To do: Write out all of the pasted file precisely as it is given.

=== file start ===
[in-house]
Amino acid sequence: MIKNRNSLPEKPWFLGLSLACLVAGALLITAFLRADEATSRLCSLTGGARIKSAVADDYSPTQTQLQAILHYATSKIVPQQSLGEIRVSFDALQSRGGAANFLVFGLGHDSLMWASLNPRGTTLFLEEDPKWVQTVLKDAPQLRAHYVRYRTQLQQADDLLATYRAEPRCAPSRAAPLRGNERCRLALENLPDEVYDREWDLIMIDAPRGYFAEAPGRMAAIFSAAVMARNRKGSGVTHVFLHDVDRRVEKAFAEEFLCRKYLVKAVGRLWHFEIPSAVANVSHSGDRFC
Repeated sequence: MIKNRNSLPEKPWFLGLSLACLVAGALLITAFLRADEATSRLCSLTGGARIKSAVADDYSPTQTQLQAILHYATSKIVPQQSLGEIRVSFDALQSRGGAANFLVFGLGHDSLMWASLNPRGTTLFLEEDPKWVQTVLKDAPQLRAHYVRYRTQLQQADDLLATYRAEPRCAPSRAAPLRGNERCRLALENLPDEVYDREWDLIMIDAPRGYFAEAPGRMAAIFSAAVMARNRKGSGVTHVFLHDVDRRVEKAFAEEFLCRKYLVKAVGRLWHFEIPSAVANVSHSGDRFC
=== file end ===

[in-house]
Amino acid sequence: MIKNRNSLPEKPWFLGLSLACLVAGALLITAFLRADEATSRLCSLTGGARIKSAVADDYSPTQTQLQAILHYATSKIVPQQSLGEIRVSFDALQSRGGAANFLVFGLGHDSLMWASLNPRGTTLFLEEDPKWVQTVLKDAPQLRAHYVRYRTQLQQADDLLATYRAEPRCAPSRAAPLRGNERCRLALENLPDEVYDREWDLIMIDAPRGYFAEAPGRMAAIFSAAVMARNRKGSGVTHVFLHDVDRRVEKAFAEEFLCRKYLVKAVGRLWHFEIPSAVANVSHSGDRFC
Repeated sequence: MIKNRNSLPEKPWFLGLSLACLVAGALLITAFLRADEATSRLCSLTGGARIKSAVADDYSPTQTQLQAILHYATSKIVPQQSLGEIRVSFDALQSRGGAANFLVFGLGHDSLMWASLNPRGTTLFLEEDPKWVQTVLKDAPQLRAHYVRYRTQLQQADDLLATYRAEPRCAPSRAAPLRGNERCRLALENLPDEVYDREWDLIMIDAPRGYFAEAPGRMAAIFSAAVMARNRKGSGVTHVFLHDVDRRVEKAFAEEFLCRKYLVKAVGRLWHFEIPSAVANVSHSGDRFC